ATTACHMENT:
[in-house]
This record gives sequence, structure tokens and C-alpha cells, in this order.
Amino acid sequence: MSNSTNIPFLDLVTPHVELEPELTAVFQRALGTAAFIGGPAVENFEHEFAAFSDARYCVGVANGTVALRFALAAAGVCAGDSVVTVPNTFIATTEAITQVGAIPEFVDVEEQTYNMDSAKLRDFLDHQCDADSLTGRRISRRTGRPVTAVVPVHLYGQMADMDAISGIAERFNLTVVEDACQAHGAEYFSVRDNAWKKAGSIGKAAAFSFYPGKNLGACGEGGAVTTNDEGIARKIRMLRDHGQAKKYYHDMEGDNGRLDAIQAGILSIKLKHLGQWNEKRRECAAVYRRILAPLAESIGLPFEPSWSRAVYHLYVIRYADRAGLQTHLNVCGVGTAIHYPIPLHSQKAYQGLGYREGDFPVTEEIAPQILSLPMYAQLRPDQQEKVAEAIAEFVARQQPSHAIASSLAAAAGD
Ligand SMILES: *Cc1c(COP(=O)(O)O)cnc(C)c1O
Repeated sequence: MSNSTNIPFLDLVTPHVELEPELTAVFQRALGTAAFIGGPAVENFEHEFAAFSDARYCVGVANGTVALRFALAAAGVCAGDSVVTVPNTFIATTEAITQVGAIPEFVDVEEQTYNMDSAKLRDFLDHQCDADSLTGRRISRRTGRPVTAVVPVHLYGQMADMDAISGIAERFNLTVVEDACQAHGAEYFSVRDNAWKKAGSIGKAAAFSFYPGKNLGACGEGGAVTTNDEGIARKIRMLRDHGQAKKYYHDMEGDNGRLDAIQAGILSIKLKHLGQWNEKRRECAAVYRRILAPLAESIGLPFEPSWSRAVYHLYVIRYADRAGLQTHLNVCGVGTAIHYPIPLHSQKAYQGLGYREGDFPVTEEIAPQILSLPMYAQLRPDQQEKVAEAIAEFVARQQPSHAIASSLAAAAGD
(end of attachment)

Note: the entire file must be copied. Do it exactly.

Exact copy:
[in-house]
This record gives sequence, structure tokens and C-alpha cells, in this order.
Amino acid sequence: MSNSTNIPFLDLVTPHVELEPELTAVFQRALGTAAFIGGPAVENFEHEFAAFSDARYCVGVANGTVALRFALAAAGVCAGDSVVTVPNTFIATTEAITQVGAIPEFVDVEEQTYNMDSAKLRDFLDHQCDADSLTGRRISRRTGRPVTAVVPVHLYGQMADMDAISGIAERFNLTVVEDACQAHGAEYFSVRDNAWKKAGSIGKAAAFSFYPGKNLGACGEGGAVTTNDEGIARKIRMLRDHGQAKKYYHDMEGDNGRLDAIQAGILSIKLKHLGQWNEKRRECAAVYRRILAPLAESIGLPFEPSWSRAVYHLYVIRYADRAGLQTHLNVCGVGTAIHYPIPLHSQKAYQGLGYREGDFPVTEEIAPQILSLPMYAQLRPDQQEKVAEAIAEFVARQQPSHAIASSLAAAAGD
Ligand SMILES: *Cc1c(COP(=O)(O)O)cnc(C)c1O
Repeated sequence: MSNSTNIPFLDLVTPHVELEPELTAVFQRALGTAAFIGGPAVENFEHEFAAFSDARYCVGVANGTVALRFALAAAGVCAGDSVVTVPNTFIATTEAITQVGAIPEFVDVEEQTYNMDSAKLRDFLDHQCDADSLTGRRISRRTGRPVTAVVPVHLYGQMADMDAISGIAERFNLTVVEDACQAHGAEYFSVRDNAWKKAGSIGKAAAFSFYPGKNLGACGEGGAVTTNDEGIARKIRMLRDHGQAKKYYHDMEGDNGRLDAIQAGILSIKLKHLGQWNEKRRECAAVYRRILAPLAESIGLPFEPSWSRAVYHLYVIRYADRAGLQTHLNVCGVGTAIHYPIPLHSQKAYQGLGYREGDFPVTEEIAPQILSLPMYAQLRPDQQEKVAEAIAEFVARQQPSHAIASSLAAAAGD